Aviation Accident Summaries

Aviation Accident Summary CEN17LA157

Minden, LA, USA

Aircraft #1




The pilot and passenger were on a cross-country personal flight in a single-engine airplane. As the airplane approached the destination airport, the engine lost power. The pilot turned on the fuel boost pump and switched fuel tanks, but engine power was not restored. The pilot selected a field for a forced landing, during which the airplane impacted a tree and sustained substantial damage to the left wing. During the recovery of the airplane, about 5 gallons of fuel were drained from each wing fuel tank. An engine test run was conducted by connecting a fuel line to the airplane's right-side fuel line. The fuel boost pump was operated, and the engine started and ran with no anomalies. A review of the airplane type certificate data sheet indicated that the airplane was equipped with two wing fuel tanks for a total capacity of 65 gallons, with useable fuel of 55 gallons. Given the available information, it is likely the engine lost power due to fuel exhaustion.

Factual Information

***This report was modified on July 2, 2020. Please see the docket for this accident to view the original report.*** On April 15, 2017, about 1150 central daylight time, a Cessna 210 airplane, N7358E, was substantially damaged when it was involved in an accident near Minden Airport (MNE) Minden, Louisiana. The pilot and passenger were not injured. The airplane was operated as a Title 14 Code of Federal Regulations 91 personal flight. The pilot reported he planned to fly to MNE, then to the Thomas P Stafford Airport (OJA),Weatherford, Oklahoma. As he approached MNE, he listened to the AWOS (Automated Weather Reporting Station) and set up for a left turn to runway 19. About 1,500 ft and 3 miles from the runway, the engine rpms dropped and the engine lost power. He reported he immediately switched fuel tanks; from the right to the left tank, which indicated a little over a quarter of a tank and activated the fuel boost pump. Engine power was not restored, and he selected a hay field for the forced landing. The responding Federal Aviation Administration inspector noted the airplane's left wing had impacted a tree during the landing. The airplane also had a collapsed nose wheel and a bent right main landing gear. Visual inspection of the airplane noted that engine's oil dip stick indicated a minimal amount of oil, the right fuel tank contained about 3 inches of fuel, and the left fuel tank contained about 1.5 inches of fuel. During recovery of the accident airplane, the recovery crew drained about 5 gallons of fuel from each wing. The airplane was transported back to Oklahoma where a mechanic attached a fuel line to the airplane's right-side fuel line and operated the fuel boost pump. The engine started and ran normally. A review of the airplane's maintenance records revealed the annual maintenance inspection had expired on February 28, 2017. A review of the airplane's TCDS (Type Certificate Data Sheet), revealed the airplane was equipped with two wing fuel tanks for a total capacity of 65 gallons and 55 gallons useable.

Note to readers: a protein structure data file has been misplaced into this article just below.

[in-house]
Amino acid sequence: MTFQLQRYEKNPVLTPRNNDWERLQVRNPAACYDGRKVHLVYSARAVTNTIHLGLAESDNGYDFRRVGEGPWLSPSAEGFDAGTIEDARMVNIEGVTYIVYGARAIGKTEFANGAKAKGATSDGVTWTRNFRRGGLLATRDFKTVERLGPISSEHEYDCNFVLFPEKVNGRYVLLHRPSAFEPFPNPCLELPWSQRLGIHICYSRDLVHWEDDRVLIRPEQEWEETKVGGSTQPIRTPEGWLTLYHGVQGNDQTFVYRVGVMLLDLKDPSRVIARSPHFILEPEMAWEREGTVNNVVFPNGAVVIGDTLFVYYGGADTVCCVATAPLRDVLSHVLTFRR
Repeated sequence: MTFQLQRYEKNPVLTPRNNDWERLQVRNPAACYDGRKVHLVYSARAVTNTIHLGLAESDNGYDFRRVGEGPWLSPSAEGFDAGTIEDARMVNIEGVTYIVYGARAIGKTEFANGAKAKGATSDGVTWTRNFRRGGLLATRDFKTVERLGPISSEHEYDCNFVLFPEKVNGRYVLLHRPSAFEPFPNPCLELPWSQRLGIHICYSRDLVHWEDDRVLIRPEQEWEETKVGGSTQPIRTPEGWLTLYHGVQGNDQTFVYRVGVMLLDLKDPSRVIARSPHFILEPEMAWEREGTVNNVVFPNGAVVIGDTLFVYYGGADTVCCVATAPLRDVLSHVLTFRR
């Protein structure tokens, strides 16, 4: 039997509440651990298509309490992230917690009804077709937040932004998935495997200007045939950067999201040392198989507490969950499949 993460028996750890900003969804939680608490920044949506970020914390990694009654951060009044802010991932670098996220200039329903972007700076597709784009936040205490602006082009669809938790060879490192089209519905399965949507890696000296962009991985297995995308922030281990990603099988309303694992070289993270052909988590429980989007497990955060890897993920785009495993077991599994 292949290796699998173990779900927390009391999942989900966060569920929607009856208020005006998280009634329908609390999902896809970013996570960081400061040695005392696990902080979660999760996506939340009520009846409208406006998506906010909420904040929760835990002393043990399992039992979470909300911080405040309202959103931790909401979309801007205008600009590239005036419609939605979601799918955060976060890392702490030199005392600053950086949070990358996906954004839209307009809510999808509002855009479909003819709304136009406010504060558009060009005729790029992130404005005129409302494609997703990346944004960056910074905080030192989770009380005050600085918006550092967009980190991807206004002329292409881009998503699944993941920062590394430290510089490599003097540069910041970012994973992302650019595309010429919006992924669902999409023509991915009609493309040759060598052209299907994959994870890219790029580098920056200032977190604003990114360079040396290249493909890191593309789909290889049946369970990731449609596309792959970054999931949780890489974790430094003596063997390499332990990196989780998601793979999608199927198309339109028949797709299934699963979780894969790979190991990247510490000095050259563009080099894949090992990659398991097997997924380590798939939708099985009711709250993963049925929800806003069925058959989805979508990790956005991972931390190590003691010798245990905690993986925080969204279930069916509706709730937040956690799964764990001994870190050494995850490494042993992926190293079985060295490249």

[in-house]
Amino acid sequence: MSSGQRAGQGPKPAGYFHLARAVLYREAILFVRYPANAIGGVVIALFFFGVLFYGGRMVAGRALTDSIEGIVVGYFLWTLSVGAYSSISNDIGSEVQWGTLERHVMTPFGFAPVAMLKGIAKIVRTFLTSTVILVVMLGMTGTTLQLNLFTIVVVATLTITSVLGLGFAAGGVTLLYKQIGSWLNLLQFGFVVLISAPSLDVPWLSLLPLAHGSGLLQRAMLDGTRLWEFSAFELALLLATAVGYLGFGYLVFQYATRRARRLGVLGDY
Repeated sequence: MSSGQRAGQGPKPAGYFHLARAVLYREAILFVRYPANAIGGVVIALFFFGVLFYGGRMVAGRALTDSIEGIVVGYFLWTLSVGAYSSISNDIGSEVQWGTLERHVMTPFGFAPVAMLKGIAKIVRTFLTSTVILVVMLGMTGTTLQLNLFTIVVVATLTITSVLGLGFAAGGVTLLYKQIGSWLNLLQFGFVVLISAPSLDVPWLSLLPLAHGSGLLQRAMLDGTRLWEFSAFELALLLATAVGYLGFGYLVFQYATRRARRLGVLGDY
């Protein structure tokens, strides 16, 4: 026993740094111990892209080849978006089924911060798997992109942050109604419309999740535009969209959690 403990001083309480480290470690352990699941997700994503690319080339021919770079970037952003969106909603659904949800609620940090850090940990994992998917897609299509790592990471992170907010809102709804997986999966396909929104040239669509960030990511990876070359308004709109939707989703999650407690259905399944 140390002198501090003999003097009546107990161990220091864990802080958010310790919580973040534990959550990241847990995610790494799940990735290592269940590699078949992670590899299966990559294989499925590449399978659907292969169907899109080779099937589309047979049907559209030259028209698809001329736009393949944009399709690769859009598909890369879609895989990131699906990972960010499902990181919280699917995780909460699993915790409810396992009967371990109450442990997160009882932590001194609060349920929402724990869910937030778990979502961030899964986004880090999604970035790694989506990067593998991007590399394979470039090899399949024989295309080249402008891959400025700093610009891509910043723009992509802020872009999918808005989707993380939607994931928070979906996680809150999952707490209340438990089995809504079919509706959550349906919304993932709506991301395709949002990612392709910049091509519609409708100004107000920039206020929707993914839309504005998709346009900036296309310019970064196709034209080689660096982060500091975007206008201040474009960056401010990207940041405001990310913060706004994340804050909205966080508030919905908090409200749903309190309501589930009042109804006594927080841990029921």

Probable Cause and Findings

The pilot's inadequate fuel planning and in-flight fuel monitoring, which resulted in a total loss of engine power due to fuel exhaustion.


Source: NTSB Aviation Accident Database

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